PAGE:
There are some issues so fundamentally important that they should be above politics. Stillbirth is one of them.
Recently, Senator Kristina Keneally published a moving piece on stillbirth in the Sydney Morning Herald(“Stillbirth a tragedy we can prevent” 19/06). Against the backdrop of last year’s Senate stillbirth inquiry, she bravely described her own personal experience in this area and urged Australia to prioritise the reduction of stillbirth.
If Senator Keneally had limited herself to these comments, there could be no objection. However, to our deep disappointment, she concluded her piece with gratuitous and dishonest claims that the Morrison government has been inactive on the issue since the publication of the Senate report in December 2018.
Senator Keneally’s claims undermine the respectful, bipartisan manner in which the Senate inquiry was conducted. They also neglect to mention the significant actions the Morrison government has taken in this area.
Separate to the Senate inquiry we were already working with advocates, health professionals, our Coalition colleagues and the Health Minister, Greg Hunt, to address this most devastating of issues.
Because of the work we had done, we were able to announce several major policy responses to stillbirth on the day of the tabling of the Senate report.
This included a $7.2 million commitment for medical research and education programs to address the incidence of stillbirth in Australia, and the first-ever National Action and Implementation Plan on Stillbirth, informed by a roundtable of experts.
In February, we held the roundtable with advocates, health professionals and interested parliamentarians. Both of us attended, as did Senator Keneally.
At the time of the roundtable the Morrison government announced $26 million for a Perinatal Mental Health and Wellbeing Program to ensure grieving parents have access to the psychological care they need.
The recently released National Women’s Health Strategy 2020-2030 includes a further $1.3 million for an intensive support service for families who have suffered the terrible tragedy of a baby born still.
Each of these announcements support the Senate inquiry recommendations calling for action in the key areas of education, research and bereavement support.
We know there is so much more to be done, but this is an important start.
Funding aside, the conversations occurring in our parliament and in the media are proof that, finally, stillbirth is on the national agenda.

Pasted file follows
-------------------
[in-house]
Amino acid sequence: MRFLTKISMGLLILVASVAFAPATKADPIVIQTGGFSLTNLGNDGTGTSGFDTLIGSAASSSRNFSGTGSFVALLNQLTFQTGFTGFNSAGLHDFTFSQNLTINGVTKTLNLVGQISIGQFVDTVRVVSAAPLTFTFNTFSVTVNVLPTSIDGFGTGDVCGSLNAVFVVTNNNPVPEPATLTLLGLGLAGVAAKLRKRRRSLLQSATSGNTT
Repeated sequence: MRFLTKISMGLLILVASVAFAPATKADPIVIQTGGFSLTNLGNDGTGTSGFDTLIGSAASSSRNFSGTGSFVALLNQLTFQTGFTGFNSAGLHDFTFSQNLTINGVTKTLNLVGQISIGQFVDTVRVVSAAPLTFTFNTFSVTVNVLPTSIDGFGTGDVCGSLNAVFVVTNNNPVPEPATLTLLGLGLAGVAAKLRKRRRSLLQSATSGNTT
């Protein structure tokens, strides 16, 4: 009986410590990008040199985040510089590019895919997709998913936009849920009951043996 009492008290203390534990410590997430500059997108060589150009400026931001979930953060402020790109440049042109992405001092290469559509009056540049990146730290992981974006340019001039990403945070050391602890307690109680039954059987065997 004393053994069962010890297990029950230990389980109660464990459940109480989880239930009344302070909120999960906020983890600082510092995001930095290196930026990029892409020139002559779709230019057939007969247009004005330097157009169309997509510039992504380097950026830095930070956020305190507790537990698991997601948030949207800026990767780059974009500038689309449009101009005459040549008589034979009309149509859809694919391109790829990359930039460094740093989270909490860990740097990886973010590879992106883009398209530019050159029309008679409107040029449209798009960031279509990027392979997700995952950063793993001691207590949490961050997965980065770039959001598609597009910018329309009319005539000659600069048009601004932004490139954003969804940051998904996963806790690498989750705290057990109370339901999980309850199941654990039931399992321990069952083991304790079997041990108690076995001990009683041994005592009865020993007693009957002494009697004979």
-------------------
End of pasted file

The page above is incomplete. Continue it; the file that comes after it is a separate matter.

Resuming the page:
For some time successive governments, policymakers and advocates have been openly discussing policy responses to other areas involving life and death, grief and loss. We believe the discussion about stillbirth should occur in the same open way.
The fact is that the rate of stillbirth has remained unchanged for twenty years. To put the figures into perspective, more babies are born still each year than lives are lost on our roads.
While everyone knows what to do to stay safe on our roads, so many parents do not know the things they can do to help to keep their unborn baby safe.
These are simple things like educating women to sleep on their side during pregnancy. Another is learning the unborn baby’s movement routine and seeking urgent medical assistance if the movement has slowed, sped up or significantly changed.
These simple steps have shown marked reductions in the rate of stillbirth in countries like the Netherlands, England, and New Zealand.
We want to see similar reductions here because in different ways we have been touched by the tragedy of stillbirth, as has Senator Keneally. It doesn’t just affect parents, but grandparents, siblings, colleagues and friends.
It is so important we discuss this issue, reduce the rate of stillbirth, and as a society learn how to best support parents and families in their grief, which is life-long.
We applaud Senator Keneally’s advocacy on stillbirth, and her courage in sharing her own personal experience to help others. However, we hope the Senator can progress her views and those of her party in a less partisan manner from here.
While recognising that some argy-bargy is necessary in politics – the robust exchange of views is after all integral to democracy – the Australian people also rightly expect us to cooperate on fundamental issues relating to the nation’s wellbeing.
People are tired of constant political point-scoring at the expense of the national interest.
We consider that stillbirth is one of those subjects where we should put our partisan differences aside, resist the temptation to attack the other side, and put our minds together to achieve real results for our nation.
As parents of babies born still have come together in their trauma, grief and pain to advocate for a change in the way this issue is approached in Australia, so too should we as policymakers who have the power to achieve this change.
Jim Molan is a Senator from New South Wales and Nicolle Flint is the Member for Boothby in South Australia.
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